Forecasters predict no end to the risk of travel disruption and outbreaks of heavy rain as the bitter cold snap finally arrives.
Widespread frost tonight will bring a far-reaching freeze before sub-zero temperatures and snow are expected over high ground on Thursday.
Harsh rain and strong winds will hit the country on Thursday evening, when freezing fog will form in the south before spreading to the Midlands, Wales and the north.
Through Thursday night to Friday morning, strong winds are expected to batter Scotland and northern England as snow will blanket higher ground.
Brutal freezing fog may also form on Thursday night into Friday morning in central parts of England, including London, Leeds and Manchester, where temperatures are likely to sink as low as freezing.
Despite several days of mist and fog hanging over Scotland and northern England, forecasters expect there to be enough sunshine elsewhere to sustain temperatures in the mid-teens.
Cold air is likely to settle across the country over the weekend, with snow still possible on higher ground and where windchill drops temperatures down as low as -10C (14F).
‘A unique and unusual combination of cold air aloft, low pressure weather fronts and Arctic air coming in from the North Pole’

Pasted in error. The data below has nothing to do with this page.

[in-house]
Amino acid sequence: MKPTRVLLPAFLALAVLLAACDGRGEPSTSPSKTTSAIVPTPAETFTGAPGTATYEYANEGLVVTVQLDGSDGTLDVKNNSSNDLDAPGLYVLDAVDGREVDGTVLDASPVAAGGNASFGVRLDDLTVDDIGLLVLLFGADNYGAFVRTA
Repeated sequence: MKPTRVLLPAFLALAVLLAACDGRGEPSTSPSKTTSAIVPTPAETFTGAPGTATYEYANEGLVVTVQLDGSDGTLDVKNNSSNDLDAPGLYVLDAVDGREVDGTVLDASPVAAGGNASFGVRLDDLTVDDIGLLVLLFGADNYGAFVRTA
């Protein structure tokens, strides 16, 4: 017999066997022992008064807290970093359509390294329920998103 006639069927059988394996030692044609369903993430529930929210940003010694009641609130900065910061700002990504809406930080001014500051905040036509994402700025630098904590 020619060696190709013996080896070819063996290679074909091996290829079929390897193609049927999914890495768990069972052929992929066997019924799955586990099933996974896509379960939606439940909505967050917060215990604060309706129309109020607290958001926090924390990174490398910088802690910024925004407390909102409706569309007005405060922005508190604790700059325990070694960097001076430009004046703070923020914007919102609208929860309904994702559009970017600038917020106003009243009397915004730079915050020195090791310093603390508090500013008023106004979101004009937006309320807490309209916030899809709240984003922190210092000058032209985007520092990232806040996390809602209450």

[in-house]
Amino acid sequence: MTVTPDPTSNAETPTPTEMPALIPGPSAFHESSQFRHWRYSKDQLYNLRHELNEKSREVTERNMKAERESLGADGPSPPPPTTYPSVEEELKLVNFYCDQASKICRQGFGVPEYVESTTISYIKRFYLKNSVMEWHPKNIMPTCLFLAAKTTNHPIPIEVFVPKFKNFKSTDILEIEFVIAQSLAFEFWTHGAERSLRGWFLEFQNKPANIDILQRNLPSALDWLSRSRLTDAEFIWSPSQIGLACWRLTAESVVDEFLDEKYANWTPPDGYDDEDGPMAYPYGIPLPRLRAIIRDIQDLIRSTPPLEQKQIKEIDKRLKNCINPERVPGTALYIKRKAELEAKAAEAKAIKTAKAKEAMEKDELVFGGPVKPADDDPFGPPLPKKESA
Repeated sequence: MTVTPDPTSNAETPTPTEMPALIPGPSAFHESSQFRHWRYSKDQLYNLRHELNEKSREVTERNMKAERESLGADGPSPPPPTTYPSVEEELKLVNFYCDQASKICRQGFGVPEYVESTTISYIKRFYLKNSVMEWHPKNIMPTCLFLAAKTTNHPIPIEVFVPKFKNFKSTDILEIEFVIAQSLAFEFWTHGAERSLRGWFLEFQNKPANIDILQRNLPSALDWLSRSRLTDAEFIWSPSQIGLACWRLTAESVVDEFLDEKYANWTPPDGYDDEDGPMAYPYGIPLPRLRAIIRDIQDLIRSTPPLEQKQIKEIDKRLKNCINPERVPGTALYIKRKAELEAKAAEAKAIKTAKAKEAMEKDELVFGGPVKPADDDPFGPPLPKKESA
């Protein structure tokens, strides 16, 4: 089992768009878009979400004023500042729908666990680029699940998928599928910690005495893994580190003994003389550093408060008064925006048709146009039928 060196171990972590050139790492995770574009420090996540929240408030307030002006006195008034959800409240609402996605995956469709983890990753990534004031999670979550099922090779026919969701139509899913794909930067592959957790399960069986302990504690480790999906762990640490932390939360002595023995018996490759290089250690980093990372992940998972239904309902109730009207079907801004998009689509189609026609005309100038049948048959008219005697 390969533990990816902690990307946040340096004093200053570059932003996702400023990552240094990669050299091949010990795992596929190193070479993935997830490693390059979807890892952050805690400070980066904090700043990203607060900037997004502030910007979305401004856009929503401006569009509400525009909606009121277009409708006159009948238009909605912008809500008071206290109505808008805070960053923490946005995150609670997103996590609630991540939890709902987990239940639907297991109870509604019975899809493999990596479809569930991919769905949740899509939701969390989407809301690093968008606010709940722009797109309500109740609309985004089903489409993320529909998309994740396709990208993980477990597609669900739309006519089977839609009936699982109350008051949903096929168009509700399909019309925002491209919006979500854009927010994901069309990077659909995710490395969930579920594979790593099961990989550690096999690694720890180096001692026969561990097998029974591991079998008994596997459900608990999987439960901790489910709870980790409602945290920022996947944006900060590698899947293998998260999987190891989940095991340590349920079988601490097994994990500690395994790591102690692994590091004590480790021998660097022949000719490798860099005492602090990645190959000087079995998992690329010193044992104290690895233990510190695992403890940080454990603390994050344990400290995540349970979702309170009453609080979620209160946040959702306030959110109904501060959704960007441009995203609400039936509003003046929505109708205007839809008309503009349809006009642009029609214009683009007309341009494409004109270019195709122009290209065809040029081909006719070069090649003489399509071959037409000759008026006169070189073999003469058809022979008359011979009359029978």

In Northern Ireland, temperatures will hover around freezing from Thursday night into Friday morning, before dropping to 0C or below in many parts by Saturday.
This will be the first widespread drop in temperatures since March, but with a series of strong winds throughout the country they are likely to remain near -10C in the north.
The cold snap is likely to follow a quieter spell of weather, leading up to Christmas.
A spokesperson for the Met Office told the Washington Post: “While there may not be heavy rain in the south this week, there will be patches of fog, so it will still be cloudy, cold and showery.”
The Met Office is currently forecasting temperatures to drop as low as -10C on Friday night and on Saturday.
Later this week and into the weekend, the cold will continue, with strong wind gusts over Scotland and Northumberland leading to disruption, including delays to road, rail and air travel.
The spokesman warned snow is still possible in the Scottish Highlands and the north, including Aberdeen, Aberdeenshire and north, where it could linger until Sunday.
The long-range forecast shows a change in the weather from Thursday, when the jet stream will be moving from north to south.
However, this won’t have much of an impact on the weather in the eastern United Kingdom, and drier, but colder weather will eventually arrive.
The office expects temperatures to reach 10C or 11C on Thursday, with even colder weather returning for Christmas.
“With temperatures dropping, particularly overnight, particularly in the north, it is likely to be chilly at Christmas,” the spokesperson added.